5. Analysis of the variability of points

We found 12 points that have less than 10% of negative answers in the sample. We also found 45 points that have less than 10% of positive answers.

So, 57 out of 377 points of the MMIL possess low variability and thus have reduced differentiating potential. It’s expedient to exclude them from the test to decrease the number of points or to reformulate the statements on the questionnaire.

6. Check of the external validity of the MMIL

In order to check the external validity of the MMIL, a correlation analysis was carried out on the data files of the standardized points of the MMPI test, Cattell’s 16PF test, and also coded biographical data of the respondents (sex, age, education level, occupation, having a family and children). Results of the correlation analysis (the Spearman coefficient of correlation at a significance level of p<0.01) reflect a connection between points of the MMPI questionnaire and points of the 16-factorial personality questionnaire that are designed to diagnose the same psychological reality.

Results are presented in Table 4.

Table 4. Results of the correlation analysis of the standardized points of the MMPI and the 16-PF

MMPI 16 Pf

Correlation coefficients

Scale 0 “social contacts”

H-factor: “courage — shyness”

–0.71

Scale 5 “female and male character traits”

I-factor: “rigidity –sensitivity”

0.57

K scale “correction”

Q4-factor: «tension — slackness”

–0.53

On a number of indicators the MMPI and the 16-PF questionnaires have significant correlation coefficients, which are easily explainable.

The highest correlation score (–0.71 at a significance level of p<0.01) was for the H-factor “courage — shyness” of Cattell’s test and scale 0 “social contacts” of the MMPI test.

Тhe contents of these indicators are the following. High scores on the Hfactor indicate immunity to threat, courage, determination, craving for risks and thrills. People with high scores on this factor freely makes interpersonal contacts, do not experience difficulty in communication, speak willingly and a lot, are not at a loss when facing unexpected circumstances, quickly forget about failures, do not make appropriate conclusions after being punished. A decrease in the level of a profile on the 0 scale of the MMPI test also reflects a desire to make interpersonal contacts and an interest in people. Examinees with such a profile are sociable, emotionally sympathetic; they have well-developed communication skills. Persons of this type willingly take up public duties, have a large number of interpersonal contacts in various spheres, and get great pleasure from making use of these contacts.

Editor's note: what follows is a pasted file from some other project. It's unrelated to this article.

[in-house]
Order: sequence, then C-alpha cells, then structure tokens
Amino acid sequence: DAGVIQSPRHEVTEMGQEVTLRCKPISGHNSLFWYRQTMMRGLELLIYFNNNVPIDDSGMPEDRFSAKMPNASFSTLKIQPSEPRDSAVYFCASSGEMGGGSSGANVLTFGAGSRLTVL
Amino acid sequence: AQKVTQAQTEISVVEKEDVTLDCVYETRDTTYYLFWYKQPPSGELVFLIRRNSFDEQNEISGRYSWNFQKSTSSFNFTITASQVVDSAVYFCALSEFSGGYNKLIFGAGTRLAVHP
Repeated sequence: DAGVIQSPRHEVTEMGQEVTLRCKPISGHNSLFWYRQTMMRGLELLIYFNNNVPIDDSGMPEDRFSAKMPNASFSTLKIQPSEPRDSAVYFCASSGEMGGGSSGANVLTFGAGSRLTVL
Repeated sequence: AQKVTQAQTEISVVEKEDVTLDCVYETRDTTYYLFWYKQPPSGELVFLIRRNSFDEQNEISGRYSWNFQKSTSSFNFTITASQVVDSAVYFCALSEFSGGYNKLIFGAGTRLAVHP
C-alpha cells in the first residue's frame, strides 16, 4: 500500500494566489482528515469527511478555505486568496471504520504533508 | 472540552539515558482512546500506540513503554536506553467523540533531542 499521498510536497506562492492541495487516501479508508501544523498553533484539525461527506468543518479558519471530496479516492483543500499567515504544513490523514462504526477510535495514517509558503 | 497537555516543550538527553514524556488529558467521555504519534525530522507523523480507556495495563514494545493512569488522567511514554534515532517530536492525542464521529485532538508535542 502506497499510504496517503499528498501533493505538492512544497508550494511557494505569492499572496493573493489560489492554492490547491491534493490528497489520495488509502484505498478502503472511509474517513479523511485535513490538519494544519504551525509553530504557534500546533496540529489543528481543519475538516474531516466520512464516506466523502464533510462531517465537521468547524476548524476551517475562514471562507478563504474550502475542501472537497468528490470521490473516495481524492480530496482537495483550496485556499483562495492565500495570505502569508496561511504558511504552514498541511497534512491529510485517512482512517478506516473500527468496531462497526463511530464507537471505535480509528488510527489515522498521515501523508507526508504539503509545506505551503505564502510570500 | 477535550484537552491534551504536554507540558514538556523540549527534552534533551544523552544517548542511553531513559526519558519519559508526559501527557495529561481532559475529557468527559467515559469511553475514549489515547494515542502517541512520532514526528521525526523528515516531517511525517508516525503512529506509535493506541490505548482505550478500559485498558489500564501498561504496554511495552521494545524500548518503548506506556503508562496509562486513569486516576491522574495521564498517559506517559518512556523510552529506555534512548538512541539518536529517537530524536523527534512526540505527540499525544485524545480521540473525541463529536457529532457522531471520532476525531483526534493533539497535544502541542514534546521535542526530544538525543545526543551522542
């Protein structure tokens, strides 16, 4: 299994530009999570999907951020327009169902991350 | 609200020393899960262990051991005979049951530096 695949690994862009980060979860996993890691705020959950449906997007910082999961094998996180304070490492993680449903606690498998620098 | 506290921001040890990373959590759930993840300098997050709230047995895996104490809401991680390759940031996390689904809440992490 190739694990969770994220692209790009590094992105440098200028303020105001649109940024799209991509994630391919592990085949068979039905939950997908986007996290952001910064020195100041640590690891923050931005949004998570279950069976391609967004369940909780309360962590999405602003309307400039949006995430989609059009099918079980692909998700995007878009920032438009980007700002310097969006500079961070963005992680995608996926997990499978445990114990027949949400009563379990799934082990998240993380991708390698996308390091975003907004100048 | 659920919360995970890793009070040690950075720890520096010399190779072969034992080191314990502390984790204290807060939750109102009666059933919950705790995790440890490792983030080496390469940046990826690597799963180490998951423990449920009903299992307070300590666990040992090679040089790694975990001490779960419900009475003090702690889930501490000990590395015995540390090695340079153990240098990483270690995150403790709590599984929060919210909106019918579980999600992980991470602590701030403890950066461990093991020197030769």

The I-factor “rigidity — sensitivity” on Cattell’s 16-PF test correlates with scale 5 of the MMPI “female and male character traits” (correlation coefficient 0.57 at a significance level of p<0.01). High scores on the I-factor indicate softness, refinement, and a figurative, artistic perception of the world. Persons with high indicators on this factor possess rich imaginations and esthetic taste; works of art influence their life more than real events. They are inclined toward artistic activity. Low scores are characteristic of courageous, severe, practical, and realistic persons. They approach life from a logical perspective, trust their minds more than their feelings, substitute calculation for intuition, and get rid of psychological traumas at the expense of rationalization. In the MMPI test the substantial rise of a profile on scale 5 reflects the decrease or absence of identification with the traditional cultural and social roles of men and women, while an obvious decrease in a profile on this scale testifies to a high level of identification with traditional gender roles. A profile decrease on this scale for men means higher selectivity and a limited scope of interests, resourcefulness, an expressed desire to overcome obstacles, lower sensitivity to esthetic subtleties and shades of human relations. The higher the score on scale 5 for men, the more they pay attention to emotional nuances and shades of relationships, possess sentimentality, and have a broad range of interests, and they are less gauche and have less of a tendency to dominate. An increase on scale 5 for women reflects an increase of those tendencies that are for men accompanied by a decrease on this scale. The higher the score on scale 5 for women, the more they express confidence, initiative, consistency of behavior, dominance, and heteroaggressive trends.